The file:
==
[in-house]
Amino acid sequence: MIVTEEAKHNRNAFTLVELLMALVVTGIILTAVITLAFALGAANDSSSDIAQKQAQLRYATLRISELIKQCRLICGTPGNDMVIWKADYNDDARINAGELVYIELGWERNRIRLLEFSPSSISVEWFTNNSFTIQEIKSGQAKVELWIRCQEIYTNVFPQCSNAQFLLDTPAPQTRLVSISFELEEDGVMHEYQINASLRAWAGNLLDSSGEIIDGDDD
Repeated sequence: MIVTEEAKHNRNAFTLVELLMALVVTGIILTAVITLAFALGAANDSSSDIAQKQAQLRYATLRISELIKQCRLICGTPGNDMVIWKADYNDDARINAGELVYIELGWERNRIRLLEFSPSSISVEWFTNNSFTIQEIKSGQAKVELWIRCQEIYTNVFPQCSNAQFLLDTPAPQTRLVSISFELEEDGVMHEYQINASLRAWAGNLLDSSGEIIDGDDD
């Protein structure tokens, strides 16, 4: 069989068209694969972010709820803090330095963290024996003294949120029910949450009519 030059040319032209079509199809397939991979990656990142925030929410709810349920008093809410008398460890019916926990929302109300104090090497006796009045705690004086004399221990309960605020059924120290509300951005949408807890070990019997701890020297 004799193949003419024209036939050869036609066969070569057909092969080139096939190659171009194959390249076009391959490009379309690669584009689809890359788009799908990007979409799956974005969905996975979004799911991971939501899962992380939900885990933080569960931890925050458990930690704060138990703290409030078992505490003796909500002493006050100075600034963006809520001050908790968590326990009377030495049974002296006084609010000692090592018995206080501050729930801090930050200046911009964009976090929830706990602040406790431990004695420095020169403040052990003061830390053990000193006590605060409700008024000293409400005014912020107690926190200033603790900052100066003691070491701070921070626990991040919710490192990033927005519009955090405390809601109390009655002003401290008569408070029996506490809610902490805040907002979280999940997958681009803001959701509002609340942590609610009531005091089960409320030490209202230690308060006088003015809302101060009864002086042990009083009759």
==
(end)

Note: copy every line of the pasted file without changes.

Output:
[in-house]
Amino acid sequence: MIVTEEAKHNRNAFTLVELLMALVVTGIILTAVITLAFALGAANDSSSDIAQKQAQLRYATLRISELIKQCRLICGTPGNDMVIWKADYNDDARINAGELVYIELGWERNRIRLLEFSPSSISVEWFTNNSFTIQEIKSGQAKVELWIRCQEIYTNVFPQCSNAQFLLDTPAPQTRLVSISFELEEDGVMHEYQINASLRAWAGNLLDSSGEIIDGDDD
Repeated sequence: MIVTEEAKHNRNAFTLVELLMALVVTGIILTAVITLAFALGAANDSSSDIAQKQAQLRYATLRISELIKQCRLICGTPGNDMVIWKADYNDDARINAGELVYIELGWERNRIRLLEFSPSSISVEWFTNNSFTIQEIKSGQAKVELWIRCQEIYTNVFPQCSNAQFLLDTPAPQTRLVSISFELEEDGVMHEYQINASLRAWAGNLLDSSGEIIDGDDD
């Protein structure tokens, strides 16, 4: 069989068209694969972010709820803090330095963290024996003294949120029910949450009519 030059040319032209079509199809397939991979990656990142925030929410709810349920008093809410008398460890019916926990929302109300104090090497006796009045705690004086004399221990309960605020059924120290509300951005949408807890070990019997701890020297 004799193949003419024209036939050869036609066969070569057909092969080139096939190659171009194959390249076009391959490009379309690669584009689809890359788009799908990007979409799956974005969905996975979004799911991971939501899962992380939900885990933080569960931890925050458990930690704060138990703290409030078992505490003796909500002493006050100075600034963006809520001050908790968590326990009377030495049974002296006084609010000692090592018995206080501050729930801090930050200046911009964009976090929830706990602040406790431990004695420095020169403040052990003061830390053990000193006590605060409700008024000293409400005014912020107690926190200033603790900052100066003691070491701070921070626990991040919710490192990033927005519009955090405390809601109390009655002003401290008569408070029996506490809610902490805040907002979280999940997958681009803001959701509002609340942590609610009531005091089960409320030490209202230690308060006088003015809302101060009864002086042990009083009759």